Despite its origins in grief and mourning, Saunders’s message is a refreshingly hopeful one. We can only hope the message is heard by those whose ears it needs to reach.
“In the four quarters of the globe,” asked the British writer and cleric Sydney Smith in 1820: “Who reads an American book?” Smith was a career eccentric, known for odd sayings and doings, such as wearing a self-designed tin helmet as a defence against rheumatism. However, his scorn about the impoverished state of literature in the upstart nation across the Atlantic was no mere individual fancy, but a judgement backed by his nation’s sense of cultural superiority.
But pose the same question now, almost exactly 200 years later, and such complacency is hardly the response you’re likely to get. The most esteemed British literary prize, after all, has now been awarded to an American author two years running.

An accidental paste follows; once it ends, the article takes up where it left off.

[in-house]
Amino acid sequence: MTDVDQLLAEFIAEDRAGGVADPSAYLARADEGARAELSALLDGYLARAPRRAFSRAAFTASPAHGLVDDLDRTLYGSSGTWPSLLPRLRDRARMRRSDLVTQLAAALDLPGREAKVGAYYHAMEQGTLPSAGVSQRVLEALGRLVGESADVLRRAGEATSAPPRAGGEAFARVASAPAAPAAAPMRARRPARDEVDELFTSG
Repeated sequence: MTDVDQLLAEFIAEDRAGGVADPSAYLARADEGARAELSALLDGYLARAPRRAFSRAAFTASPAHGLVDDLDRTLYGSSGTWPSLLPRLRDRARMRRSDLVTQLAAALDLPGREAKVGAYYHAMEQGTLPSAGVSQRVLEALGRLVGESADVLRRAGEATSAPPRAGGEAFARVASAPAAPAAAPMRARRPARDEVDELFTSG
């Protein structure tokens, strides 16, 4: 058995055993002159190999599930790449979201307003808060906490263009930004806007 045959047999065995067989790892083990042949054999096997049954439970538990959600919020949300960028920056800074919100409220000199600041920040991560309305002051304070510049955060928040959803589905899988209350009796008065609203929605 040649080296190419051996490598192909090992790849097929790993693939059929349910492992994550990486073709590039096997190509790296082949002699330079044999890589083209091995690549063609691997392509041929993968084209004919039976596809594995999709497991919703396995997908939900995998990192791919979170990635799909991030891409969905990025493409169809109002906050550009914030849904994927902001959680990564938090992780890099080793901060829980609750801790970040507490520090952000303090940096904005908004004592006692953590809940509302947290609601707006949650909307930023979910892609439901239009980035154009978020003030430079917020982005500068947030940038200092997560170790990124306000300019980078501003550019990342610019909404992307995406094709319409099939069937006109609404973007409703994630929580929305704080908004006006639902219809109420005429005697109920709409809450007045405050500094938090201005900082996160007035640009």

American writer George Saunders’ victory in the The Man Booker Prize for Fiction, for his debut novel Lincoln in the Bardo, follows on from US novelist Paul Beatty’s 2016 win for The Sellout. Fears of the Americanisation of this piece of British literary heritage are likely to be renewed. Saunders and Beatty face being seen as the high-cultural wing of an ongoing transatlantic takeover of national life that recently took more bone-crushing form in the series of NFL fixtures in London.
Changing the rules